Our leaders had pity on us, the morning of this our last complete day. Breakfast was up to as late as 8.00, and there was no pre-breakfast walk.
On the way to breakfast:
I was the last to arrive at breakfast, at 7.30, and was greeted by Neil with ‘Good afternoon!’, to which I reacted with appropriate indignation.
We set off for the day’s activities at 9.00.
We drove through the town of Livingstone. Difficult to capture images describing the place.
Surprise, surprise, we arrived at a sewage works. I didn’t take many photos, except of terns in flight – most unsuccessfully.
We then undertook a long and bumpy journey.
We were aiming for a lunch place (a lodge of course) some miles down the Zambezi River from Victoria Falls, overlooking the gorge. Leader Neil was disappointed that we were not giving it more attention, but the fact is that it was much cooler in the shade, and, perhaps more significantly, most of us were deep into our phones and tablets, having access to wi-fi for the first time in 48 hours. Our super luxury lodge had been without the service since our arrival. Not their fault, but the local tower, or whatever-you-call-it, was out of action. As we were due to depart the following day, people hasd urgent and less urgent need of communication with the rest of the world.
That said, everyone did look at the gorge for a while at least.
I remarked to Neil that I was surprised how slow the water flow was, given the amount and speed of it over the Falls. ‘Or perhaps it’s a matter of scale?’, I asked. ‘It’s a matter of scale,’ he said. ‘Look at those kayaking.’ I hadn’t noticed the tiny little dots. They were moving, very fast, and were much further down than my brain had registered.
Having lunched and, er, used the facilities, (which were totally respectable)
Wednesday afternoon, 6th March. Vervet monkeys hung around the lodge. Indeed we were advised not to leave our sliding doors open. I did go onto my balcony a couple of times to look, but I didn’t see any. These were in a common area.
After a rest it was out on the boat again, in the same direction. Some familiar wildlife and some new. One very special.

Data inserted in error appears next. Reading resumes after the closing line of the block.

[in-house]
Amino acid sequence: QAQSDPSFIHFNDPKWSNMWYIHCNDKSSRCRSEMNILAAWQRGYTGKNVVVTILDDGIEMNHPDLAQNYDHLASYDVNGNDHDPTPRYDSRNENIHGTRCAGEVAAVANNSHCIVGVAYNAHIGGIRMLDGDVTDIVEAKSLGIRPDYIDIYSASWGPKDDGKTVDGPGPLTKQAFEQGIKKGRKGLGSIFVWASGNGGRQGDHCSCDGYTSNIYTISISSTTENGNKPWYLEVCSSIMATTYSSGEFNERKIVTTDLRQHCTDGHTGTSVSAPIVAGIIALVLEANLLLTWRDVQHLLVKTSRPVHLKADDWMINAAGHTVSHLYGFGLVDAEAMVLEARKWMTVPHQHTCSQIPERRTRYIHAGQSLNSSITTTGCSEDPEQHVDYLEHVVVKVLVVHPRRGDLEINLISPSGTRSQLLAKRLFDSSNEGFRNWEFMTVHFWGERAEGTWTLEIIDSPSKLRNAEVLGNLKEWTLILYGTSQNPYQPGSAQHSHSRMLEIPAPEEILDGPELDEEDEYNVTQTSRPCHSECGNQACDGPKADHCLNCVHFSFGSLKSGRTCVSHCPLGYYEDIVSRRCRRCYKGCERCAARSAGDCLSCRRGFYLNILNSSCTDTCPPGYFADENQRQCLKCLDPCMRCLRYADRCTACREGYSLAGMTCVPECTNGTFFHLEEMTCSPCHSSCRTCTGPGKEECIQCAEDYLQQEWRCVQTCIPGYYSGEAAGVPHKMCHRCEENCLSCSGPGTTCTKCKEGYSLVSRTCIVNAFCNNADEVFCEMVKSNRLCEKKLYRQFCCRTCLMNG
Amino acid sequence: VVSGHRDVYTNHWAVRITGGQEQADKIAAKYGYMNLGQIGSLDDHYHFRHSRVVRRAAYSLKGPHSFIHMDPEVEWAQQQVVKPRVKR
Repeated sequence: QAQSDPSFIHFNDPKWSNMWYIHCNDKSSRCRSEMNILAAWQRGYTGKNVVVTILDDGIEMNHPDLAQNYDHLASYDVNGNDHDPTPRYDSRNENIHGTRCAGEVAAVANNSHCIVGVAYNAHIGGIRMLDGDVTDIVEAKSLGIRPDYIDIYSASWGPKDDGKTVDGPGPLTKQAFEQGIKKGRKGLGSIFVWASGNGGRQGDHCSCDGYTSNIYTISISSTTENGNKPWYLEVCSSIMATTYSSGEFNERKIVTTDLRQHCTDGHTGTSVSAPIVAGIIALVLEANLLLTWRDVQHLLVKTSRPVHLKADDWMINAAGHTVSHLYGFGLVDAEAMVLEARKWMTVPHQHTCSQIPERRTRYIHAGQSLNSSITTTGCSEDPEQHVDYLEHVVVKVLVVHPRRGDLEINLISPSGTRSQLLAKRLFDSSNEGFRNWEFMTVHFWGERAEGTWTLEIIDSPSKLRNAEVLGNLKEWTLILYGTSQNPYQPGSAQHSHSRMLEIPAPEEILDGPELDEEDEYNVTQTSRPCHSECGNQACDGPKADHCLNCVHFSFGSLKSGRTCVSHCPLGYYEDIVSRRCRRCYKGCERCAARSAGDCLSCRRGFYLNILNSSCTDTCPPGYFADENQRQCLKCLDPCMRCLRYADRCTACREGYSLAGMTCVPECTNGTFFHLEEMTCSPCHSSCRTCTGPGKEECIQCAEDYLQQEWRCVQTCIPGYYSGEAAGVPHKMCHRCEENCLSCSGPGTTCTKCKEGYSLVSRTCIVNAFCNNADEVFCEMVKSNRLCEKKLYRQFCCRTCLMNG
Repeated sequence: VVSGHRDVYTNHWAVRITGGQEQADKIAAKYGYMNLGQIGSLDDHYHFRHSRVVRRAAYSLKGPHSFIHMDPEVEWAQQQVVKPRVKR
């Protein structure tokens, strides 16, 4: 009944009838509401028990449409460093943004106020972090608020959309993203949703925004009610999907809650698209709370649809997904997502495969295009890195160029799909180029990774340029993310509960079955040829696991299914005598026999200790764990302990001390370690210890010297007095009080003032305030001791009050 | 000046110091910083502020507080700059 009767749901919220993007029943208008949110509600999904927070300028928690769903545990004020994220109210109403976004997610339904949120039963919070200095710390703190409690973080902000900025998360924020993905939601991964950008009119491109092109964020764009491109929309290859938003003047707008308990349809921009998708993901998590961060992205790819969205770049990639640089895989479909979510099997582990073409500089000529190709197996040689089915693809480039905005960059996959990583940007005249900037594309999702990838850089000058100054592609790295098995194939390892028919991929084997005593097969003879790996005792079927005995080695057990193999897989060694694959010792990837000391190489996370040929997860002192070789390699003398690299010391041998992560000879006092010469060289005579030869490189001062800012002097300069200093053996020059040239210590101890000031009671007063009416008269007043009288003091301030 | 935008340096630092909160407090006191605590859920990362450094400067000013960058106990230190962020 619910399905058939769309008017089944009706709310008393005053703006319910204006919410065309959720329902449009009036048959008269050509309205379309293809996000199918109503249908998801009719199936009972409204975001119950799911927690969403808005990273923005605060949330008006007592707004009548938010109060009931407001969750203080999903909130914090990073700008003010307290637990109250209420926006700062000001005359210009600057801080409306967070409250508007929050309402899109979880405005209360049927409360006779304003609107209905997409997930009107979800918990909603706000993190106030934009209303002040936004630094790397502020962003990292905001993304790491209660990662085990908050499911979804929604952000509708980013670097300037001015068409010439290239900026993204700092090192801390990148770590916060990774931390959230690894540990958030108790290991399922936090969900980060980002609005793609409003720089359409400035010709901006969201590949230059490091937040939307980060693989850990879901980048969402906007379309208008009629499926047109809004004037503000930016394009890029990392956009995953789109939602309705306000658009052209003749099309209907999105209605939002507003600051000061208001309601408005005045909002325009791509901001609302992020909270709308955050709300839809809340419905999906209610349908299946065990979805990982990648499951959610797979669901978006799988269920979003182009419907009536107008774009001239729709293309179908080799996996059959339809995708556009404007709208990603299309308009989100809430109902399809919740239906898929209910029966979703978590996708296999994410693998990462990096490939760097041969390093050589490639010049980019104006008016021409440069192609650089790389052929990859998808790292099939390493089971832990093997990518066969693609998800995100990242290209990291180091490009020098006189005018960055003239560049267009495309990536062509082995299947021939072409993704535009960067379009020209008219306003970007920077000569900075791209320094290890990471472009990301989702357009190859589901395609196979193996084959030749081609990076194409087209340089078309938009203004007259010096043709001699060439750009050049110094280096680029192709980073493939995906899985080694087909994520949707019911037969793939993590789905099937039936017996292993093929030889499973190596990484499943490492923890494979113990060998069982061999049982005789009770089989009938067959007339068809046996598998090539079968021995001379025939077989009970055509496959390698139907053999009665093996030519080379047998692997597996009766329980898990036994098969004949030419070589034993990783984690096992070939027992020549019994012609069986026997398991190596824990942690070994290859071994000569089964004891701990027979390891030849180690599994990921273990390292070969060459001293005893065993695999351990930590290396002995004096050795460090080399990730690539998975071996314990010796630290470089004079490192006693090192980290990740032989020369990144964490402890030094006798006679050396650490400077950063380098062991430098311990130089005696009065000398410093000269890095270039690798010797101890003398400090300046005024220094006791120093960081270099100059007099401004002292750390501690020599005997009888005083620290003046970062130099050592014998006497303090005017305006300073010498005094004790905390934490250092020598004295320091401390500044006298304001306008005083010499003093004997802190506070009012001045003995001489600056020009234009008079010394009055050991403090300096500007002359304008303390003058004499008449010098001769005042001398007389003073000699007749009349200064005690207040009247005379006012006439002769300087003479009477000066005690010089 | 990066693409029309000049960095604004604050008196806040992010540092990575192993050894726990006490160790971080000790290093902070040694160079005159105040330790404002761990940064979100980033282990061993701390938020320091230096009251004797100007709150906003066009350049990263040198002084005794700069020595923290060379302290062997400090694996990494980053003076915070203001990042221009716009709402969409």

These last two pictures had been taken while the boat was moving fast, with, unusually, no stopping, and at a time when I would have thought we would be turning round. Yet the boat sped on, further and further from the lodge.
After a short while all became clear. A leopard! Those local boat steerers/guides keep in touch with each other!
I hadn’t given my hope of seeing a leopard – which would complete my big cat ‘list’ – a thought for days. But given this opportunity, I, like everyone else, took zillions of photos, of which here are a very few. It (I don’t know whether it was male or female) was a long way off, but once you knew where it was, there was a clear view.
I moved to the upper deck of the boat, and by the time I was there, she also had moved.
Short of seeing her catch prey and dragging it up a tree (the chances of seeing that from a boat were slim to non-existent, I would imagine) this was the best possible view we could have had. From these pictures, I extract the following enlarged portraits.
It was now indeed a race to get back to the lodge before the (Chobe) national park shut. I don’t think we made it in time (there were no physical barriers) but I didn’t hear of the boatmen being fined either.
Monday 4th March. Breakfast was to be at 8 a.m., we were told, preceded by a pre-breakfast walk round the grounds at 7 a.m.
Yes, breakfast was scheduled for 8 o’clock, but they hadn’t told us it was to be on a boat cruising along the river! What a lovely surprise!